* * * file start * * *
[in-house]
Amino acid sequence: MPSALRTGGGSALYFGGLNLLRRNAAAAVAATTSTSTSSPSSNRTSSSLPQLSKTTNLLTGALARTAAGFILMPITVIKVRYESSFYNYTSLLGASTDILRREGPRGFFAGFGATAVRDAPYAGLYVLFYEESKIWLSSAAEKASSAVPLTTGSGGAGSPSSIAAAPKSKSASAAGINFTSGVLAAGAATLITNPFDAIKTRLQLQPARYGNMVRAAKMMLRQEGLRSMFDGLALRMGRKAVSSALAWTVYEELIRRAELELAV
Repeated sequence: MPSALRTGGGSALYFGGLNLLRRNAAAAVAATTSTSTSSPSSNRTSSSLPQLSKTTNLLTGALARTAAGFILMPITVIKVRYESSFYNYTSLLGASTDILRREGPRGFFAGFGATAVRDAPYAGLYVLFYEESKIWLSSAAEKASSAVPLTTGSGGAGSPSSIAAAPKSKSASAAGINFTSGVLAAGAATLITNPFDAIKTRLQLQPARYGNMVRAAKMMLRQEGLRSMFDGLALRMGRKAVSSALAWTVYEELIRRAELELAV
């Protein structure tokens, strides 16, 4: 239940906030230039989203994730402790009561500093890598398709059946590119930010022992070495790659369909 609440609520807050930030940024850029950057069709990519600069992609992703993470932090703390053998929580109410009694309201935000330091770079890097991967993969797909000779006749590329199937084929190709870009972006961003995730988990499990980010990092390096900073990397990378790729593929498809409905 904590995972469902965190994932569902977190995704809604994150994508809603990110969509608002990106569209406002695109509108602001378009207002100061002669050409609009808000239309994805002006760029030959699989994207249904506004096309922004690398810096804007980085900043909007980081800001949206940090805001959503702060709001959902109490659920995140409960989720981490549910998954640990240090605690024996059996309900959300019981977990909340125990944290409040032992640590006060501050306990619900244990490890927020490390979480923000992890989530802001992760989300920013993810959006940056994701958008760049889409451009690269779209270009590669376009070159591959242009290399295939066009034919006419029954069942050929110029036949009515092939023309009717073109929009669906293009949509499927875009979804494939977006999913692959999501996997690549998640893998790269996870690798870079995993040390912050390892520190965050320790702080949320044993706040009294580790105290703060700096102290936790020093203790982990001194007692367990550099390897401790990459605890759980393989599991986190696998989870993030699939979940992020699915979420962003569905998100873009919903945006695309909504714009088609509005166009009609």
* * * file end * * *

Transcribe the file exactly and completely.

[in-house]
Amino acid sequence: MPSALRTGGGSALYFGGLNLLRRNAAAAVAATTSTSTSSPSSNRTSSSLPQLSKTTNLLTGALARTAAGFILMPITVIKVRYESSFYNYTSLLGASTDILRREGPRGFFAGFGATAVRDAPYAGLYVLFYEESKIWLSSAAEKASSAVPLTTGSGGAGSPSSIAAAPKSKSASAAGINFTSGVLAAGAATLITNPFDAIKTRLQLQPARYGNMVRAAKMMLRQEGLRSMFDGLALRMGRKAVSSALAWTVYEELIRRAELELAV
Repeated sequence: MPSALRTGGGSALYFGGLNLLRRNAAAAVAATTSTSTSSPSSNRTSSSLPQLSKTTNLLTGALARTAAGFILMPITVIKVRYESSFYNYTSLLGASTDILRREGPRGFFAGFGATAVRDAPYAGLYVLFYEESKIWLSSAAEKASSAVPLTTGSGGAGSPSSIAAAPKSKSASAAGINFTSGVLAAGAATLITNPFDAIKTRLQLQPARYGNMVRAAKMMLRQEGLRSMFDGLALRMGRKAVSSALAWTVYEELIRRAELELAV
């Protein structure tokens, strides 16, 4: 239940906030230039989203994730402790009561500093890598398709059946590119930010022992070495790659369909 609440609520807050930030940024850029950057069709990519600069992609992703993470932090703390053998929580109410009694309201935000330091770079890097991967993969797909000779006749590329199937084929190709870009972006961003995730988990499990980010990092390096900073990397990378790729593929498809409905 904590995972469902965190994932569902977190995704809604994150994508809603990110969509608002990106569209406002695109509108602001378009207002100061002669050409609009808000239309994805002006760029030959699989994207249904506004096309922004690398810096804007980085900043909007980081800001949206940090805001959503702060709001959902109490659920995140409960989720981490549910998954640990240090605690024996059996309900959300019981977990909340125990944290409040032992640590006060501050306990619900244990490890927020490390979480923000992890989530802001992760989300920013993810959006940056994701958008760049889409451009690269779209270009590669376009070159591959242009290399295939066009034919006419029954069942050929110029036949009515092939023309009717073109929009669906293009949509499927875009979804494939977006999913692959999501996997690549998640893998790269996870690798870079995993040390912050390892520190965050320790702080949320044993706040009294580790105290703060700096102290936790020093203790982990001194007692367990550099390897401790990459605890759980393989599991986190696998989870993030699939979940992020699915979420962003569905998100873009919903945006695309909504714009088609509005166009009609």